Meningitis - gram-negative
Gram-negative meningitis is a bacterial infection of the membranes covering the brain and spinal cord (meninges). The bacteria turn pink when exposed to a special stain (Gram-negative bacteria).
Causes of Meningitis - gram-negative
Acute bacterial meningitis can be caused by Gram-negative bacteria.
Meningococcal and H. influenzae meningitis are caused by Gram-negative bacteria and are covered in detail in other articles. This article covers Gram-negative meningitis caused by the following bacteria:
- Escherichia coli
- Klebsiella pneumoniae
- Pseudomonas aeruginosa
- Serratia marsescens
Gram-negative meningitis is more common in infants than adults. But it is also important in adults, especially those with one or more risk factors. Risk factors in adults and children include:
- Recent brain surgery
- Recent injury to the head
- Spinal abnormalities
- Spinal fluid shunt placement after brain surgery
- Urinary tract abnormalities
- Urinary tract infection
- Weakened immune system
Meningitis - gram-negative Symptoms
- Fever and chills
- Mental status changes
- Nausea and vomiting
- Sensitivity to light (photophobia)
- Severe headache
- Stiff neck (meningismus)
- Symptoms of a bladder, kidney, intestine, or lung infection
Other symptoms that can occur with this disease:
- Bulging fontanelles in infants
- Decreased consciousness
- Poor feeding or irritability in children
- Rapid breathing
- Unusual posture, with the head and neck arched backwards (opisthotonos)
Tests and Exams
The doctor or nurse will examine you. This will usually show:
- Fast heart rate
- Mental status changes
- Stiff neck
If the health care provider thinks you may have meningitis, a lumbar puncture (spinal tap) should be done to remove a sample of spinal fluid (cerebrospinal fluid, or CSF) for testing.
Other tests that may be done include:
This list is not all-inclusive.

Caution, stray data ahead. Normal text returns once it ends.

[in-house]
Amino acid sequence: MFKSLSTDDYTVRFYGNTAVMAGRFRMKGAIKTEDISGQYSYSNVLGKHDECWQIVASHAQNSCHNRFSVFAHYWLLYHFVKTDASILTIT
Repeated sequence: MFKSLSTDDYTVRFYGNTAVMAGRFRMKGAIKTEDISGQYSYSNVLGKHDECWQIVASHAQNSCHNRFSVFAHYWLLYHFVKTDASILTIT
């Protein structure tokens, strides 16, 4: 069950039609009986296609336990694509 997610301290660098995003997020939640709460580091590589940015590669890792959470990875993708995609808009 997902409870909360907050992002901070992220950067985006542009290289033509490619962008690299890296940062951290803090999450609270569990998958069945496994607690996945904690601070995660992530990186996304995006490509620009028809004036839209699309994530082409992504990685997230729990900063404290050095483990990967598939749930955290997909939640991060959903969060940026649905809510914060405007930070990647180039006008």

Treatment of Meningitis - gram-negative
Antibiotics should be started as soon as possible. Ceftriaxone, ceftazidime, and cefepime are the most commonly used antibiotics for this type of meningitis. Other antibiotics may be used, depending on the type of bacteria.
If you have a spinal shunt, it may be removed.
The earlier treatment is started, the better the outcome.
Many people recover completely, but a large number of people have permanent brain damage or die from this type of meningitis. Young children and adults over age 50 have the highest risk of death. How well you do depends on:
- Your age
- How quickly the infection is treated
- Your overall health
- Brain damage
- Buildup of fluid between the skull and brain (subdural effusion)
- Hearing loss
When to Contact a Health Professional
Call the local emergency number (such as 911) or go to an emergency room if you suspect meningitis in a young child who has the following symptoms:
- Feeding problems
- High-pitched cry
- Persistent unexplained fever
Call the local emergency number if you develop any of the serious symptoms listed above. Meningitis can quickly become a life-threatening illness.
Prevention of Meningitis - gram-negative
Prompt treatment of related infections may reduce the risk of meningitis.
Swartz MN. Meningitis: bacterial, viral, and other. In: Goldman L, Schafer AI, eds. Goldman's Cecil Medicine. 24th ed. Philadelphia, PA: Elsevier Saunders; 2011:chap 360.
Thigpen MC, Whitney CG, Messonnier NE, et al. Emerging Infections Programs Network. Bacterial meningitis in the United States, 1998-2007. N Engl J Med. 2011 May 26;364:2016-2025.
Tunkel AR, Van de Beek D, Scheld WM. Acute meningitis. In: Mandell GL, Bennett JE, Dolin R, eds. Principles and Practice of Infectious Diseases. 7th ed. Philadelphia, PA: Elsevier Churchill Livingstone; 2009:chap 84.
|Review Date: 8/31/2014
Reviewed By: Jatin M. Vyas, MD, PhD, Assistant Professor in Medicine, Harvard Medical School; Assistant in Medicine, Division of Infectious Disease, Department of Medicine, Massachusetts General Hospital, Boston, MA. Also reviewed by David Zieve, MD, MHA, Isla Ogilvie, PhD, and the A.D.A.M. Editorial team.